JACKSONVILLE, Fla. - At the mid point of the hurricane season, this quiet start has hurricane forecasters scratching their heads. Across the board, every hurricane forecasting service from the NWS to Bob Gray called for "above average activity" for the 2013 season, which has been an above average forecasting bust.
The National Weather Service's May forecast for the 2013 hurricane season called for 13 to 20 named storms, including 7 to 11 hurricanes. Then in August, the NWS adjusted the initial forecast to predict 13 to 19 named storms, and 6 to 9 hurricanes.
The below-average hurricane season is credited to three aspects of storm formation. Dry, desert air is more predominant currently off the coast of Africa, where hurricanes initially form. Typically, big thunderstorm complexes roll off the West coast of Africa and begin to develop and rotate- that's how hurricanes are born. Africa's desert air is infiltrating the coastline currently, and very few thunderstorms are developing against all of that dry air.
Another factor that trends towards a more quiet season is strong winds in the Gulf and Western Atlantic, shearing any storms that do begin to develop. When a storm is cut off, it reduces the energy of the storm, and weakens any potential for development.
Brazil's current drought also contributes to even more dry are over the ocean, decreasing moisture and storm potential.
So far, the 2013 hurricane season has been spent focusing on very small, rather weak tropical storms, many of which never made significant landfall. Hurricane expert George Winterling warns against the danger of "crying wolf":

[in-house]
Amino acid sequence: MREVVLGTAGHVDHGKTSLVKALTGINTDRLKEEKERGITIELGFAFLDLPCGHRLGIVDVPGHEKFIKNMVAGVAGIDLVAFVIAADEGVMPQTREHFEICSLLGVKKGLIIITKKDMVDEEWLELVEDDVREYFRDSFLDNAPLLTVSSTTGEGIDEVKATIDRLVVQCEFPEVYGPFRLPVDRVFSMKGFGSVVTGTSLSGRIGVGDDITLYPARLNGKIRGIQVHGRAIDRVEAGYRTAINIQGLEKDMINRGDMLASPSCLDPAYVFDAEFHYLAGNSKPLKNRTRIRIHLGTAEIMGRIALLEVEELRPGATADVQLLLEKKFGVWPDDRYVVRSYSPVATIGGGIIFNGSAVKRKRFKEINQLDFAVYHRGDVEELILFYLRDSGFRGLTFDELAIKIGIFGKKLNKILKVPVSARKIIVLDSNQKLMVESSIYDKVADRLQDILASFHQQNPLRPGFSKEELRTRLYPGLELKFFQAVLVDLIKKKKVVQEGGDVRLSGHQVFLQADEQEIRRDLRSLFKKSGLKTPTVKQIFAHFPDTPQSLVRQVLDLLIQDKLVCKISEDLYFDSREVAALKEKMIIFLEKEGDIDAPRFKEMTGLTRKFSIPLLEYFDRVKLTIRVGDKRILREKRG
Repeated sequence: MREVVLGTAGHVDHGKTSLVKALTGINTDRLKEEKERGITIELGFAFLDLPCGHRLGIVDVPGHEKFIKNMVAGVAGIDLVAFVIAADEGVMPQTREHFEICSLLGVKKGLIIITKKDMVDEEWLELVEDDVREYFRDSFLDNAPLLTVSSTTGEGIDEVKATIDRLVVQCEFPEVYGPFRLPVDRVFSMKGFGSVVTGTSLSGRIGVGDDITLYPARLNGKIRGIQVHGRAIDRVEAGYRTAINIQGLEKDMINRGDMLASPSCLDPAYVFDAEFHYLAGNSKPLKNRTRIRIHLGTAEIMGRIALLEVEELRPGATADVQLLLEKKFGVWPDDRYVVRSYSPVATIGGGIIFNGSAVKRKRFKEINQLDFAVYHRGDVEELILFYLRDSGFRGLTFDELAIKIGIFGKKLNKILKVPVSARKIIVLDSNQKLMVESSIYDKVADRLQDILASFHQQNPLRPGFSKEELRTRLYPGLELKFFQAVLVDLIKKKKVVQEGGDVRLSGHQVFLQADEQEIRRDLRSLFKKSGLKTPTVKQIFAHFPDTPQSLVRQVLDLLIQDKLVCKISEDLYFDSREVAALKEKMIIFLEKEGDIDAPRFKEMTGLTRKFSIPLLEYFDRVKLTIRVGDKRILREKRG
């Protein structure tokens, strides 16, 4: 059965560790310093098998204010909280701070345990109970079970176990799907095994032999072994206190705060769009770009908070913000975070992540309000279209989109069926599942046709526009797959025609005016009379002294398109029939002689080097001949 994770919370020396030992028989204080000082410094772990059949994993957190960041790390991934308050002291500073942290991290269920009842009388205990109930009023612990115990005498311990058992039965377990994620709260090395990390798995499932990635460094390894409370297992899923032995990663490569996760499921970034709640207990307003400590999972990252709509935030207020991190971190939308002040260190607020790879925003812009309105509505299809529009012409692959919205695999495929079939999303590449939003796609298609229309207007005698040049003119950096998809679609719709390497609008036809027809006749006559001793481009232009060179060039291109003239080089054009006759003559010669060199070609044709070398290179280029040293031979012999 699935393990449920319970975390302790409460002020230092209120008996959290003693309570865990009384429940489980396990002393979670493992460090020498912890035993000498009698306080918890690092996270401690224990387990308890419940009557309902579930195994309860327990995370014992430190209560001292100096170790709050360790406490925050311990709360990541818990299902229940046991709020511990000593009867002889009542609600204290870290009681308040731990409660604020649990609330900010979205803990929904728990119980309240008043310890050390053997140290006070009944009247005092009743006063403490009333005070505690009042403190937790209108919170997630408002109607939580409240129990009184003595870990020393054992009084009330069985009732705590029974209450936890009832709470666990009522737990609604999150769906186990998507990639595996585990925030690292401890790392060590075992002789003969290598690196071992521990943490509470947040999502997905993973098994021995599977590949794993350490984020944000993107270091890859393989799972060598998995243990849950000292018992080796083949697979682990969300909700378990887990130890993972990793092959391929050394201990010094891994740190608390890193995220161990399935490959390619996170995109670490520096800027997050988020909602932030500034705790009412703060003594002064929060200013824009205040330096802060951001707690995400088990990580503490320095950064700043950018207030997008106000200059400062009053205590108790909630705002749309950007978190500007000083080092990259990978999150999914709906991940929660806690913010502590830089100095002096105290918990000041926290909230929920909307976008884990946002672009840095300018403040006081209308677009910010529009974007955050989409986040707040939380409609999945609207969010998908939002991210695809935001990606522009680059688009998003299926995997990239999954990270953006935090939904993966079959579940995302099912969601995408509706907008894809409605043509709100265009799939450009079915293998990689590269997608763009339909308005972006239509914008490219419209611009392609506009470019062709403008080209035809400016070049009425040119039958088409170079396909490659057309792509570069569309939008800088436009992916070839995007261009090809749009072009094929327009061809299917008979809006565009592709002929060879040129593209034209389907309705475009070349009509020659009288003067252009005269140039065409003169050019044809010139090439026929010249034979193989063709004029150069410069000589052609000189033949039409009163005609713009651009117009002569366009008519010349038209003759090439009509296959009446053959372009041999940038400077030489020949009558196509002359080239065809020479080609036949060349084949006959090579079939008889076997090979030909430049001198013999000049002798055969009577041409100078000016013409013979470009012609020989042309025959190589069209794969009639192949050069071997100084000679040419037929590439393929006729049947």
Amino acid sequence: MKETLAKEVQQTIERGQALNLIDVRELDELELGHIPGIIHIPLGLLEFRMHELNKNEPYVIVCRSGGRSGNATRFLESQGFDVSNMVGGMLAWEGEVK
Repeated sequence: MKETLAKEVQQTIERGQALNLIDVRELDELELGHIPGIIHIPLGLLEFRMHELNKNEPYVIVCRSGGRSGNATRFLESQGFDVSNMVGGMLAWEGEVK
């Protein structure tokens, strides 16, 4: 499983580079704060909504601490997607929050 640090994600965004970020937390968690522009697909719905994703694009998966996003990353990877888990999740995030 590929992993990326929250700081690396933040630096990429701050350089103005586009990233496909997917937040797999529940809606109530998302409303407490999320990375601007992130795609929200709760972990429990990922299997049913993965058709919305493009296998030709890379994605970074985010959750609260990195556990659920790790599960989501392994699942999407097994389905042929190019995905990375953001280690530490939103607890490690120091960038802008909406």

"Since the National Hurricane Center and the computer models started projecting storm positions 5 to 7 days into the future, minor tropical disturbances that used to be ignored by most of our local population are now distracting us from paying attention to our local and regional weather. Formerly, such long-range forecasts were used only by military and Emergency Planning/Management agencies.
I've always been concerned with the "crying wolf" syndrome. I believe there should be a difference between being "concerned" and being "worried". During the hurricane season everyone should be concerned enough to take preliminary actions, such as having batteries, bottled water and food that doesn't need refrigeration. If we are concerned enough to inspect and trim large trees at least every 3 to 5 years, we can eliminate the worry we feel when strong thunderstorm winds threaten to topple a large tree or drop a large limb on a person, house or car.
I will now be going back to mainly commenting on weather that will affect, or has affected, our lives. I will no longer waste time studying a storm 2,000 miles away since nearly half of them do not strike the U.S. My heart goes out to those who live in other countries and hope they can protect themselves from the storms that head their way. "
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